And consequently, what we're trying to do is to make variations to the Ts and Cs which avoid any criticism, litigation, trade union involvement, or challenge. Frequently, the best way to do that is in and around annual pay review. As I've said, we know that the employee expect a pay increase. We know that that is a technical change to the Ts and Cs of employment but it is also a very good time to bring in new benefits, new policy changes, and indeed some aspects which may be perceived to be negative.

Whenever they are rolled up in the round with a pay increase, generally, it is acceptable, and if there are issues which need to be consulted upon or discussed, again, dealing those in the same iteration as a pay increase is, generally, the best time of year to do that because it breeds most goodwill with the employees. If, however, there are changes to be made and we don't have the benefit of a pay increase to do, there are other methodologies to use throughout the calendar year, or the employment year, within which to do it.

We may simply have to accept that there's a degree of consultation necessary. And if that is the case, then we can follow our own protocols and procedures in relation to consultation within the workplace. It may be that any changes can be done entirely within the employee consent because once appropriate communications have been entered into, the employee can accept that, “You know what? Actually, the employer needs to do this and it is in the best interest of me, the organization, etc.”

Another good opportunity in which to make these changes is at an employee promotion stage because not only will there be, for example, an expectation of greater salary, greater role, responsibilities. One can also expect restrictive covenants or enhanced confidentiality provisions, so again, promotion is a great opportunity in which to make those perceived negative changes to the Ts and Cs as well.

Alternative Avenues to Implement Change

If all those situations fail but there's still a need within the business to make change which may be perceived aggressive change, then there is another methodology available whereby communication is entered into, maybe consent is failing or is not going to be easily achieved, in which case, you may actually get into a compromise or settlement agreement whereby we buy out the employee from the old terms, or the old bonus scheme, or the old protocol, which is no longer attractive for the business but which the employee's going to hold on tight to.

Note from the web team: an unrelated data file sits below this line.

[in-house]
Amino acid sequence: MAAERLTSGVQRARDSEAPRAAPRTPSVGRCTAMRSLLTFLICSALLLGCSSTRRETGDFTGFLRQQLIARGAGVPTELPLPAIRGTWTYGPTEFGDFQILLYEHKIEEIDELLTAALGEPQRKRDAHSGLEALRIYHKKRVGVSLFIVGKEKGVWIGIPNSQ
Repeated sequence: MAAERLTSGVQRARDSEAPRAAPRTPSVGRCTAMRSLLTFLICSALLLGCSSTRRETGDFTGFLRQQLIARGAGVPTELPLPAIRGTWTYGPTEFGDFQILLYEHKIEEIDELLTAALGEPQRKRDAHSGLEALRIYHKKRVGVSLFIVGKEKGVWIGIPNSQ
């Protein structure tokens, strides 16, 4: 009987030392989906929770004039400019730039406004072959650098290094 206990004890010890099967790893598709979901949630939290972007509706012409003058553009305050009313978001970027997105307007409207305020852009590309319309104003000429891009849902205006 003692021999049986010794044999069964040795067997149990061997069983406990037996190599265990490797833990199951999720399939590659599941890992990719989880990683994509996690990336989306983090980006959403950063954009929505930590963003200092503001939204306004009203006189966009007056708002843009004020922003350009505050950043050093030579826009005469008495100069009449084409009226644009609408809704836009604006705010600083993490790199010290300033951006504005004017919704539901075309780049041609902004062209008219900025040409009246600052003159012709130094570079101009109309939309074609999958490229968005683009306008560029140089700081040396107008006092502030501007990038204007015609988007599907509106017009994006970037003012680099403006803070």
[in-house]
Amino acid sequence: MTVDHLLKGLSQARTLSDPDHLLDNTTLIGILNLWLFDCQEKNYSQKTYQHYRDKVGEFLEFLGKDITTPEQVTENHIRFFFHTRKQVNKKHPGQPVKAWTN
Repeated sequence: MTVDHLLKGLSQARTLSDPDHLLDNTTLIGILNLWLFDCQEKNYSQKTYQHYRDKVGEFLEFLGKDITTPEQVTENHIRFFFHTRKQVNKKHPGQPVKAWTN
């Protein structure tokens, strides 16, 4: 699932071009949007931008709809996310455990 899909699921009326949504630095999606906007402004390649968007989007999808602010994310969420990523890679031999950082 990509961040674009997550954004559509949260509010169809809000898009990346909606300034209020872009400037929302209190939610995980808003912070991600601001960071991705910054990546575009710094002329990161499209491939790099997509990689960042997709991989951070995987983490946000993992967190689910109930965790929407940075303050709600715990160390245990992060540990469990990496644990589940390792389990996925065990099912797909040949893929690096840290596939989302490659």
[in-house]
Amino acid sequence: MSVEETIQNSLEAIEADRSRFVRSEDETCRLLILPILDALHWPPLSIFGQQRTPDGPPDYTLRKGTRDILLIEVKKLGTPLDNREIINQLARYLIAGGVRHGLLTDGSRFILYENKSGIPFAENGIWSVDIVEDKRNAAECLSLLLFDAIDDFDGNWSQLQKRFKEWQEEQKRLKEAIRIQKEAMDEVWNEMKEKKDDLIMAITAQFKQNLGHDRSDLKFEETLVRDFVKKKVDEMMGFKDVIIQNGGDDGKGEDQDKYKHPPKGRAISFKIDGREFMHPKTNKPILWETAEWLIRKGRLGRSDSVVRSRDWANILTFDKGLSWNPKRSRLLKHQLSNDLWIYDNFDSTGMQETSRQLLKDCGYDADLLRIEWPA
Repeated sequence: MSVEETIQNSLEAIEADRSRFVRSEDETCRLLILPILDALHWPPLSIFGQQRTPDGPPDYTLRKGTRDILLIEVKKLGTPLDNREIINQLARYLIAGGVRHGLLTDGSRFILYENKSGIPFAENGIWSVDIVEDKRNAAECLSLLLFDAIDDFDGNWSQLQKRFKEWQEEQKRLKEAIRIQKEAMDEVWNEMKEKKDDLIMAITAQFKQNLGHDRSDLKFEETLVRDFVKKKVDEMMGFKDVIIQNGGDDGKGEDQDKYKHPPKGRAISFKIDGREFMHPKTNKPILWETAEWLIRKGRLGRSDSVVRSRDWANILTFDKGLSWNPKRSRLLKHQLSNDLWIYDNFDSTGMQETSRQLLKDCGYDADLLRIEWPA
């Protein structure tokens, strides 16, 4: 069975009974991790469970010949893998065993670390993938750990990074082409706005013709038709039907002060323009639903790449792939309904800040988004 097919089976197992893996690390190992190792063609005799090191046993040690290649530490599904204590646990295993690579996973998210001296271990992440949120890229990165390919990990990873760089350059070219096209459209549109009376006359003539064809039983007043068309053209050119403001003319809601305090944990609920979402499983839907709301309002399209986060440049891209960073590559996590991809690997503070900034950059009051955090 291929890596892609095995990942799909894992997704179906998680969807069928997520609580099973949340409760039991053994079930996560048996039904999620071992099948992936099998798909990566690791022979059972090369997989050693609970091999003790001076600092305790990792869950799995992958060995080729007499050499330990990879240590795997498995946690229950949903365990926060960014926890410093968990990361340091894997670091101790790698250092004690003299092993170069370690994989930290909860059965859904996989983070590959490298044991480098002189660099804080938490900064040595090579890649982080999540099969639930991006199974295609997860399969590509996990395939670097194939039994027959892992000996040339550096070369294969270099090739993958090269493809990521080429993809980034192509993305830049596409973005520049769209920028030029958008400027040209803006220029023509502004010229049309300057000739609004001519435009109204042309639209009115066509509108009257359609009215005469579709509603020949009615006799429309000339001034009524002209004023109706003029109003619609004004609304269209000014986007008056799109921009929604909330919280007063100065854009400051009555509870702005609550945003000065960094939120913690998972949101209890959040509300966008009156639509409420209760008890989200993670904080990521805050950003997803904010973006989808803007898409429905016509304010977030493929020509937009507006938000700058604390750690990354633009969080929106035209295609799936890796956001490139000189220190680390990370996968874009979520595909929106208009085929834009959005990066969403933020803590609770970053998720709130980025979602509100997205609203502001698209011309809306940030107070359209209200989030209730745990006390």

So we might actually give them a lump sum, buy them out from that, and buy them into their new terms and conditions. So a compromise agreement can be used in that circumstance. It's not the end of employment. It's not a termination piece. It is potentially a breach of contract piece which the employer is compensating. So there are many routes to the same goal, some of them more aggressive than others.

There are also, of course, many other situations which change of contracts and variation in contracts are essential items. Insolvency situations and pre pack admins, there may be generally in redundancy scenarios where there's a compulsory redundancy of part of the workforce. The other employees that are left behind may still need changes made to their Ts and Cs. There may be changes necessary under TUPE with drag along and tag along rights and whether you can make those changes maybe two, three, four months or after the TUPE transfer point. And indeed whenever there are other aspects to the contract such as trade union recognition agreements or employee representative collective bargaining agreements, there are other issues engaged. We're not going to go into all of those today. That's not the focus of these videos, but what we do want to do is make sure that you are fully equipped to go through the documents which together make up the contract of employment and know what your obligations are when making changes to those contracts.

This article is correct at 25/06/2018

The information in this article is provided as part of Legal-Island's Employment Law Hub. We regret we are not able to respond to requests for specific legal or HR queries and recommend that professional advice is obtained before relying on information supplied anywhere within this article.

Gareth Walls
A&L Goodbody LLP